Warning to commuters that 'heatwave will cause rail delays' in the North West

Passengers disembark from one of the few trains to arrive this morning at Waterloo railway station in London

Commuters in the North West are being warned the expected heatwave will lead to delayed trains.

The message from Network Rail comes as the Met Office has issued a red heat weather warning for the first time ever, with temperatures reaching 35C across the region in the week beginning Monday 18 July.

Rail passengers in the North West are being advised to plan ahead, with heatwave conditions expected to impact journeys.

Ahead of the hot weather, Network Rail say their extreme weather action teams (EWATs) are preparing to keep passengers and freight safely on the move.

Passengers are being urged to regularly check National Rail Enquiries at www.nationalrail.co.uk before they set off on their journey.

Network Rail warn trains will run slower in the heat Credit: PA Images

Phil James, Network Rail's North West Route Director, said: “Keeping passengers moving is always our top priority. But we want people to be prepared. If the soaring temperatures do lead to us having to put in place slower speeds for safety reasons, please bear with us our engineers work to fix the problem. It may mean some journeys take longer.

"For those who must travel by rail, we’d remind people to carry some water with them so they can stay hydrated, and always check before travelling so they know exactly what to expect."

Hot weather, particularly direct sunlight, can cause track temperatures to reach more than 50C.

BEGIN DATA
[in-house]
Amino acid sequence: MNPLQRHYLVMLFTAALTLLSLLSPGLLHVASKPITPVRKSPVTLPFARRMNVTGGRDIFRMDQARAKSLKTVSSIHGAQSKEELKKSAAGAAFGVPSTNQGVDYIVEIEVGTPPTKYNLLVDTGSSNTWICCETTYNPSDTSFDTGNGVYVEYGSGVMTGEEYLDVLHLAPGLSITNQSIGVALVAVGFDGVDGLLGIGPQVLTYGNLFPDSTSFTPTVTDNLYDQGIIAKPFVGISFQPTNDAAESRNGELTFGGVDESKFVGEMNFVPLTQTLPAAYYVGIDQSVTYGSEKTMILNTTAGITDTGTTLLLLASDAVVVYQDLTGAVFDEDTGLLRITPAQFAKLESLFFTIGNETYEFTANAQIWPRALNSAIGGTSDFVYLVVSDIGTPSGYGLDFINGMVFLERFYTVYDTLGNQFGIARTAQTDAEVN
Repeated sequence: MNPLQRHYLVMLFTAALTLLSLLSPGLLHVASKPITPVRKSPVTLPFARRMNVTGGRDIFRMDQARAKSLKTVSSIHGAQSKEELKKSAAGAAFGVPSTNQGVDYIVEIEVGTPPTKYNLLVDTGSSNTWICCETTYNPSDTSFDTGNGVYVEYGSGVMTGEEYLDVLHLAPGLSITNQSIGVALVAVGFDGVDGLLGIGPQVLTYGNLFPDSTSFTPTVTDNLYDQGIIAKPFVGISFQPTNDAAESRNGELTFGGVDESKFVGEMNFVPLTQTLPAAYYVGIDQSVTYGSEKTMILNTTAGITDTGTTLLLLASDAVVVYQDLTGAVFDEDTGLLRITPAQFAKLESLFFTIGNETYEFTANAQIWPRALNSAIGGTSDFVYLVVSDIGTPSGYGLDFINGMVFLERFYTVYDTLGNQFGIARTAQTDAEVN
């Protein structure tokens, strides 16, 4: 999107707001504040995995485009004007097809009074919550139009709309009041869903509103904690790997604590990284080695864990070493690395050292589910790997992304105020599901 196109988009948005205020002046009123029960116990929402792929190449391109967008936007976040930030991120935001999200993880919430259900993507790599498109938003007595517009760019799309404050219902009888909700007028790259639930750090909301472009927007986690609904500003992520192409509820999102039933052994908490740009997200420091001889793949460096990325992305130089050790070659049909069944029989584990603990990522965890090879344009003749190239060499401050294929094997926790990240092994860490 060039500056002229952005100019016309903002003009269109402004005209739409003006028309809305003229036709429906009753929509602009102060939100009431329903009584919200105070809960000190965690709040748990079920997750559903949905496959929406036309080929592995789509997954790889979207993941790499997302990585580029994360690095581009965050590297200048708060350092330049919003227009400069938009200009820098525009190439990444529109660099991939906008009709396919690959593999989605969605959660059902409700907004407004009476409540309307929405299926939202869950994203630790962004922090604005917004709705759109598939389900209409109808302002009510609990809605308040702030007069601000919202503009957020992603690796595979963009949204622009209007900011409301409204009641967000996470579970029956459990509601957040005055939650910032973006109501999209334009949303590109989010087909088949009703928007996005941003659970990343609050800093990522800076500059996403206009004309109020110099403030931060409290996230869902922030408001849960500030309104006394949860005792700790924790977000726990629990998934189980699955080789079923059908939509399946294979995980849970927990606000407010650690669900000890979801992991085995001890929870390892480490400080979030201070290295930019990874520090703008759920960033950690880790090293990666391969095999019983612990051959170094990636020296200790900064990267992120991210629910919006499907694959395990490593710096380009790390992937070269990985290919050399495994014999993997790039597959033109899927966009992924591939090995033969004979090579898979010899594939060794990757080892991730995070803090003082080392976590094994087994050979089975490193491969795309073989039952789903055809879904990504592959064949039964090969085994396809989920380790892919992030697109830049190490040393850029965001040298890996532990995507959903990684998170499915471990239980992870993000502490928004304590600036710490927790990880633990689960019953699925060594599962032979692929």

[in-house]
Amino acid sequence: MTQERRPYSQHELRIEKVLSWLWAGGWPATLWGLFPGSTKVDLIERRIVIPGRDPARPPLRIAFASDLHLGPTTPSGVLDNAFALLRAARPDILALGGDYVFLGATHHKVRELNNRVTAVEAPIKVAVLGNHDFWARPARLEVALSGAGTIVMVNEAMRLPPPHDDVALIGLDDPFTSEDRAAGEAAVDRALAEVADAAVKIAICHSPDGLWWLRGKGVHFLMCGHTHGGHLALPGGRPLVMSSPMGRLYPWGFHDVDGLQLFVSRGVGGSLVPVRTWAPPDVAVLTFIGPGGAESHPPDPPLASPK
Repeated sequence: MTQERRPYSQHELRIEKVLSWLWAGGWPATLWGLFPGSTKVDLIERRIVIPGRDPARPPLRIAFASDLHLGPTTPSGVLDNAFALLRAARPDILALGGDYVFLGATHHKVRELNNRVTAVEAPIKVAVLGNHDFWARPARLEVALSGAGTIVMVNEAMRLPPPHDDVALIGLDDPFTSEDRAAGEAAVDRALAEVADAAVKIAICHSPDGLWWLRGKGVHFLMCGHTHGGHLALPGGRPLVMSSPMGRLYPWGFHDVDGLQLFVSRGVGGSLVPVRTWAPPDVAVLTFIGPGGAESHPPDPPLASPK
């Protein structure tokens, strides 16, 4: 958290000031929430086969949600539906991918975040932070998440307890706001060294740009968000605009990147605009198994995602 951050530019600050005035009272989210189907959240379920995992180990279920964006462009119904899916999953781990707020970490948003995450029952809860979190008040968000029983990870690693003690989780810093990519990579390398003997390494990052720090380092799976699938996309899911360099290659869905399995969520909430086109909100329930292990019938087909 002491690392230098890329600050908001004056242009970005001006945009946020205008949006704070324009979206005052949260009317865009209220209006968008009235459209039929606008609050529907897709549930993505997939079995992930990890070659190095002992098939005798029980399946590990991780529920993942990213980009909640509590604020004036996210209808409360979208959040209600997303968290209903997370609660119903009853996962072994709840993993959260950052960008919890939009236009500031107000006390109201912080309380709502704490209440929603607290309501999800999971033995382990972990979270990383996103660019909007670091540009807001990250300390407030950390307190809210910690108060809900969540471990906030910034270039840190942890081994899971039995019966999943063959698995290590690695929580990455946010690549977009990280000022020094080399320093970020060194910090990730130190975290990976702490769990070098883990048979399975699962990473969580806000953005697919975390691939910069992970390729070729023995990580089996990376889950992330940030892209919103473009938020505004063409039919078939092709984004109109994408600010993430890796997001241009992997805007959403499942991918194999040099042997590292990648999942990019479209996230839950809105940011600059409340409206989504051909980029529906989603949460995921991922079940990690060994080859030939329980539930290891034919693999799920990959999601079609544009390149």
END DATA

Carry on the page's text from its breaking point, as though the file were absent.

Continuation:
Direct sunshine can heat up rail tracks to 50C Credit: PA Images

When steel becomes very hot it expands and rails can bend, flex and, in serious cases, buckle.

To prevent this from happening, some sections of rail are painted white to reflect the sun's rays and stop the steel from getting too hot.

Trains also run at slower speeds to put less strain on the rails.

The network of 25,000-volt overhead electric cables which power trains is also susceptible to high temperatures, say Network Rail.

They can cause the steel wires to overheat and then hang too low - getting caught on passing trains and knocking out their electricity supply.

Passengers are advised to plan their journeys during hot weather Credit: PA Images

Last year, a system of 60 solar-powered weather stations were also installed to monitor extreme conditions in real time, with the aim of keeping trains moving instead of imposing region-wide speed limits.

Right now across Network Rail’s North West and Central region, they are being used to predict where the railway teams should be deployed.

One of the solar-powered weather stations and infra-red images of track temperature

For more information on how Network Rail deals with the hot weather visit www.networkrail.co.uk/how-we-prevent-tracks-from-getting-too-hot/.